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Posts Tagged ‘reading’


Been going back and forth to the doctor the past few days, that is  every Saturday.  He suggested that I undergo Urine Culture and Sensitivity Test. I have to buy a bottle of distilled water  so I could submit the required amount of urine for the laboratory. I mentioned earlier that I am also a  colon cancer survivor and he also included CEA marker testing in his request. I am nervous and at the same time confident that my CEA markers would be normal. Praying on it and for it.

A few more hours to go and  it’ll be another leaf in the calendar. Uneventful June if I may  say. I don’t know, lately I feel so lazy to go out and socialize. A friend invited me to a party this coming week but it is a night affair. I don’t go out at night (really) because of the hardship in commuting. Besides,  I don’t want Oreo to be left alone in the house for long. I usually leave him for a few minutes when I buy some lacking grocery items  in our pantry. The village grocery store is just outside our village’s gate, a five-minute walk from our place.

Some people might think the days are boring. I am busy most of the time to get bored and when I am not doing anything, I read. You are not alone when you read. Books are unique in the sense that they get you to places you have never been to, experience those heart-stopping moments of a chase, learn more crafts, increase your  awareness on the lives of people you only meet in  books. It’s one thing why I love reading memoirs too. I always remember Stephen King’s words when I read. He said and I quote “Books are uniquely portable magic”. I was lucky enough to find his lovely book called “On Writing:  A Memoir of the Craft” several years ago. I have read it thrice already. I thought at first it was an autobiography but it was all about some pointers in writing.  I say, write from the heart.

Hello July. Surprise me please.

 

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The golden sun showed its face early and the rays made the  green leaves of the plants shiny and bright. Sun-lit grass, they’re like pearls scattered all around.  It rained a little last night, another day of saving precious water to maintain them.

I spent an hour at the garden before the sun was up, pruning, weeding and sweeping unwanted fallen leaves on the ground. I need not tell you how peaceful and quiet the early morning was. A really perfect time to commune with Nature.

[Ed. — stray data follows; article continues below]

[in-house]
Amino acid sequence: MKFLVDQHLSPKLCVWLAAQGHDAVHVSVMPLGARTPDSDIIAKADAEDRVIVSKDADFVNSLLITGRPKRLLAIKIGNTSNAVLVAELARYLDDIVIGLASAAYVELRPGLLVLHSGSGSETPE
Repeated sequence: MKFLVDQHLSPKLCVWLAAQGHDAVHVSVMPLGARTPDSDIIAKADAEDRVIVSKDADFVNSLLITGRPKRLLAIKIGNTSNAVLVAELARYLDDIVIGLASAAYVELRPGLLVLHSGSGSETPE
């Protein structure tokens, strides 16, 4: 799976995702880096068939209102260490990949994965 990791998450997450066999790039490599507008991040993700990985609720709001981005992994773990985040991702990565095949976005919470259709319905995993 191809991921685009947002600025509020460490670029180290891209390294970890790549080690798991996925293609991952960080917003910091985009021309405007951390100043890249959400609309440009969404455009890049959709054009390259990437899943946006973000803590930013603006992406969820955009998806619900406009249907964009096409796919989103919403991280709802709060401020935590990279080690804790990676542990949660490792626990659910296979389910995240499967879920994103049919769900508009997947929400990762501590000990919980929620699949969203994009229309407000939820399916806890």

Just done with my 79th read yesterday, 31 books ahead of schedule on my  Goodreads’ Reading Challenge. Through Rushing Water by Catherine Richmond  is a historical novel set in 1876 at the Ponca Indian Agency in Dakota Territory. It is a story of a tribe struggling with daily lives, trying to make do with the meager means they have and a missionary who taught the Indian kids  in such  a primitive place. It was inspired by true events  experienced by the Ponca Indians. This is the first time I encountered a story about the lives of Indians in early America and it was a riveting  and inspiring read.

When you find a good book that makes you learn events of the past, you’ll try to look for another book like it. Presently though, I’ve started on a thriller called Look  For Me, it’s my first read of Lisa Gardner.  I hope it does not disappoint.

Time flies, the June month is almost over. Happy Thursday everyone. Be someone’s sunshine today. May we all be blessed.

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Will this never ends? I found twenty comments on my spam folder with the usual sites before with the word sexy at the middle of the e-addy.  I am guessing this is only one person using different e-mails.  I don’t know what they get  out of such useless spam  comments. Waste of time really. I even noticed that my comments on two blog posts by friends  were  “liked” by a spammer with  the same e-mail address. What do you think?